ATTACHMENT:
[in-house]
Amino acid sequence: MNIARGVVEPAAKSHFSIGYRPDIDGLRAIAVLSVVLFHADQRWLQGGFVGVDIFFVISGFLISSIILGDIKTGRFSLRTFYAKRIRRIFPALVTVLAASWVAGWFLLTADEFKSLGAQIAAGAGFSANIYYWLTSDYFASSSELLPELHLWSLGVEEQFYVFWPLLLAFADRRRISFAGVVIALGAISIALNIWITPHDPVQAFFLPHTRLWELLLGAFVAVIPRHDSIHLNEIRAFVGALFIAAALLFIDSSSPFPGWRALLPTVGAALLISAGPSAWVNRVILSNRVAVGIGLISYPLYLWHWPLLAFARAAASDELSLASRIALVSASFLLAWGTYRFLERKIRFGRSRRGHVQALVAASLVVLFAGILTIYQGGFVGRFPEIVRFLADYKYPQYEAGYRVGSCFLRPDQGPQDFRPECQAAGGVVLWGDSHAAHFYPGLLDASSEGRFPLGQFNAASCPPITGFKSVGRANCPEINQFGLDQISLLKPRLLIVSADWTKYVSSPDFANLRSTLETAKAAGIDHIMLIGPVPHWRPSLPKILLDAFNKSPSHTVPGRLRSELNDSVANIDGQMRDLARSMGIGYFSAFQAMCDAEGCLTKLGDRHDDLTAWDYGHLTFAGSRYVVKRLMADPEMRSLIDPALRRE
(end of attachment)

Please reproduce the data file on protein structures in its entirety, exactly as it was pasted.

[in-house]
Amino acid sequence: MNIARGVVEPAAKSHFSIGYRPDIDGLRAIAVLSVVLFHADQRWLQGGFVGVDIFFVISGFLISSIILGDIKTGRFSLRTFYAKRIRRIFPALVTVLAASWVAGWFLLTADEFKSLGAQIAAGAGFSANIYYWLTSDYFASSSELLPELHLWSLGVEEQFYVFWPLLLAFADRRRISFAGVVIALGAISIALNIWITPHDPVQAFFLPHTRLWELLLGAFVAVIPRHDSIHLNEIRAFVGALFIAAALLFIDSSSPFPGWRALLPTVGAALLISAGPSAWVNRVILSNRVAVGIGLISYPLYLWHWPLLAFARAAASDELSLASRIALVSASFLLAWGTYRFLERKIRFGRSRRGHVQALVAASLVVLFAGILTIYQGGFVGRFPEIVRFLADYKYPQYEAGYRVGSCFLRPDQGPQDFRPECQAAGGVVLWGDSHAAHFYPGLLDASSEGRFPLGQFNAASCPPITGFKSVGRANCPEINQFGLDQISLLKPRLLIVSADWTKYVSSPDFANLRSTLETAKAAGIDHIMLIGPVPHWRPSLPKILLDAFNKSPSHTVPGRLRSELNDSVANIDGQMRDLARSMGIGYFSAFQAMCDAEGCLTKLGDRHDDLTAWDYGHLTFAGSRYVVKRLMADPEMRSLIDPALRRE